Definitions

from The American Heritage® Dictionary of the English Language, 5th Edition.

  • transitive verb To take off; remove.
  • transitive verb To tip or remove (one's hat) in salutation.
  • transitive verb To put aside; discard.

from The Century Dictionary.

  • To put or take off, as dress, or any article of dress, especially the hat or cap.
  • To strip; uncover; lay bare.
  • To put or drive off; thrust aside or away.
  • To throw, as something taken off or rejected; put or thrust so as to be out of the way.
  • In textile manufacturing: To strip off, as cotton or wool for spinning from the cards or carding-cylinder, etc. (see doffer); also, to remove or take away, as full bobbins, to make way for empty ones.
  • To mend or piece together, as broken threads.
  • To remove the hat from the head in salutation.

from the GNU version of the Collaborative International Dictionary of English.

  • transitive verb To put off, as dress; to divest one's self of; hence, figuratively, to put or thrust away; to rid one's self of.
  • transitive verb To strip; to divest; to undress.
  • intransitive verb To put off dress; to take off the hat.

from Wiktionary, Creative Commons Attribution/Share-Alike License.

  • verb clothing to remove or take off, especially of clothing
  • verb to remove or tip a hat, as in greeting, salutation or as a mark of respect
  • verb to get rid of, to throw off

from WordNet 3.0 Copyright 2006 by Princeton University. All rights reserved.

  • verb remove

Etymologies

from The American Heritage® Dictionary of the English Language, 4th Edition

[Middle English doffen, from don off, to do off : don, to do; see do + off, off; see off.]

from Wiktionary, Creative Commons Attribution/Share-Alike License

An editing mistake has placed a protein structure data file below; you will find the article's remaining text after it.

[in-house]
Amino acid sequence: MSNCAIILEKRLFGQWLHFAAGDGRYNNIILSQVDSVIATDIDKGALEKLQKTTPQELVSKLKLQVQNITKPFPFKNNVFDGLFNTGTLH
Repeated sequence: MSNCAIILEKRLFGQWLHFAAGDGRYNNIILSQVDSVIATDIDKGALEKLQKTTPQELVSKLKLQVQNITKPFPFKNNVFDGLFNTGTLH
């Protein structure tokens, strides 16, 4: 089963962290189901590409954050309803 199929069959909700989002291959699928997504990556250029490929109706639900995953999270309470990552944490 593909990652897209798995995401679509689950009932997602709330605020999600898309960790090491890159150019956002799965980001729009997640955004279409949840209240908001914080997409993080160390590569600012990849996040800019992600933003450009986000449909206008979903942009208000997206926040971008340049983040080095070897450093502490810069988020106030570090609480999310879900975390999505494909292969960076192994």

From Middle English doffe, dof, equivalent to a blend of do and off. Compare don, dup, dout, gauf.

Examples

  • _Do on_, put on; often shortened into "don"; cf. doff, which is shortened from do off.

    The Story of Sigurd the Volsung

  • "doff" it is. actually, why don't i just add that to the "don" entry, since it's essentially the same thing?

    Strunk and Light Addendum

  • Based on blog and comment reactions I've seen, some readers find that element really shocking, and at that point either doff their hat in my direction for how I handled it, or get really angry, either at the story or directly at me.

    An Interview with Mike Allen

  • (Neil Gaiman reports on his blog that he is going to buy a cap just so he can doff it to Pratchett.) 2 comments | Leave a comment

    Sir Pratchett of Discworld

  • So I'd like to doff my hat and say, "Gracias a todos!"

    Moderators

  • So I'd like to doff my hat and say, "Gracias a todos!"

    Moderators

  • So park your Fiat 500 in the driveway of your Mid-Century modern rancher, doff your bouclé suit and prim pumps, and settle back in your Eames sofa with a chilled martini.

    Fashion's Top 10 Moments

  • At least she could send the cops on my trail to be baffled over my corpse, doff their hats, and forget it ever happened.

    Egg Hunt

  • So park your Fiat 500 in the driveway of your Mid-Century modern rancher, doff your bouclé suit and prim pumps, and settle back in your Eames couch: In one sense, 'Mad Men' is always on these days.

    Fashion Highlights From 2011

  • So I'd like to doff my hat and say, "Gracias a todos!"

    Moderators

Comments

New comments are temporarily disabled while we update our database.

  • A contraction of "do off". Contrast with don.

    January 5, 2007

  • "Doffe of thy clothes, And knele in thy kyrtylle."

    - Sir Thomas Mallory, 'Le Morte Darthur', circa 1470.

    (phrases.org.uk notes kyrtylle as a tunic or petticoat)

    December 30, 2010

  • "Sam retired behind the hedge in front of his trailer to doff his clothes."-Dead as a Doornail, by Charlaine Harris

    May 19, 2011

  • I had but to drink the cup, to doff at once the body of the noted professor, and to assume, like a thick cloak, that of Edward Hyde.

    Robert Louis Stevenson, The Strange Case of Dr. Jekyll and Mr. Hyde

    July 28, 2011